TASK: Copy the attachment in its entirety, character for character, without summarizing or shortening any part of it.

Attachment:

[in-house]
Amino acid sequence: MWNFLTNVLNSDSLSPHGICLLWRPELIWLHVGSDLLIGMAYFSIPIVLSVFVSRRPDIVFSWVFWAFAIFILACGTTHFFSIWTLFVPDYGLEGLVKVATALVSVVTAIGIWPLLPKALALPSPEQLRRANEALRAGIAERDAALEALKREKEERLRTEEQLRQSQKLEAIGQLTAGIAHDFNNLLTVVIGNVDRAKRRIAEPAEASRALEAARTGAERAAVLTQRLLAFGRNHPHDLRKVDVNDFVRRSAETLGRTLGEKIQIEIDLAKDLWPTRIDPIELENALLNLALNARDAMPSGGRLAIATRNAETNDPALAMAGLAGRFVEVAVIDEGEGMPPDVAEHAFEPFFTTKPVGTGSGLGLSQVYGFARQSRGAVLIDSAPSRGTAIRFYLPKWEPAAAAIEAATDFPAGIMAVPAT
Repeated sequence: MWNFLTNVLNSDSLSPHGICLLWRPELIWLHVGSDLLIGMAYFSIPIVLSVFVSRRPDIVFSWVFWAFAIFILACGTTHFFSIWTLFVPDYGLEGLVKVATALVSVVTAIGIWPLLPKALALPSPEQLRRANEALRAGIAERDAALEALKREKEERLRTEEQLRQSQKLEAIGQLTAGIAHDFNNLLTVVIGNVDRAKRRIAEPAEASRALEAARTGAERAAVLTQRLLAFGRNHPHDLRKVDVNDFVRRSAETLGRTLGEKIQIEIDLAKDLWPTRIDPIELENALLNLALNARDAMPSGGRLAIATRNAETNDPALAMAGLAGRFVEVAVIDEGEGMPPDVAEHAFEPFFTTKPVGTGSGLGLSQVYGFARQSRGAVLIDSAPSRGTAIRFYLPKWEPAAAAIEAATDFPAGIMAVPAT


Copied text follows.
[in-house]
Amino acid sequence: MWNFLTNVLNSDSLSPHGICLLWRPELIWLHVGSDLLIGMAYFSIPIVLSVFVSRRPDIVFSWVFWAFAIFILACGTTHFFSIWTLFVPDYGLEGLVKVATALVSVVTAIGIWPLLPKALALPSPEQLRRANEALRAGIAERDAALEALKREKEERLRTEEQLRQSQKLEAIGQLTAGIAHDFNNLLTVVIGNVDRAKRRIAEPAEASRALEAARTGAERAAVLTQRLLAFGRNHPHDLRKVDVNDFVRRSAETLGRTLGEKIQIEIDLAKDLWPTRIDPIELENALLNLALNARDAMPSGGRLAIATRNAETNDPALAMAGLAGRFVEVAVIDEGEGMPPDVAEHAFEPFFTTKPVGTGSGLGLSQVYGFARQSRGAVLIDSAPSRGTAIRFYLPKWEPAAAAIEAATDFPAGIMAVPAT
Repeated sequence: MWNFLTNVLNSDSLSPHGICLLWRPELIWLHVGSDLLIGMAYFSIPIVLSVFVSRRPDIVFSWVFWAFAIFILACGTTHFFSIWTLFVPDYGLEGLVKVATALVSVVTAIGIWPLLPKALALPSPEQLRRANEALRAGIAERDAALEALKREKEERLRTEEQLRQSQKLEAIGQLTAGIAHDFNNLLTVVIGNVDRAKRRIAEPAEASRALEAARTGAERAAVLTQRLLAFGRNHPHDLRKVDVNDFVRRSAETLGRTLGEKIQIEIDLAKDLWPTRIDPIELENALLNLALNARDAMPSGGRLAIATRNAETNDPALAMAGLAGRFVEVAVIDEGEGMPPDVAEHAFEPFFTTKPVGTGSGLGLSQVYGFARQSRGAVLIDSAPSRGTAIRFYLPKWEPAAAAIEAATDFPAGIMAVPAT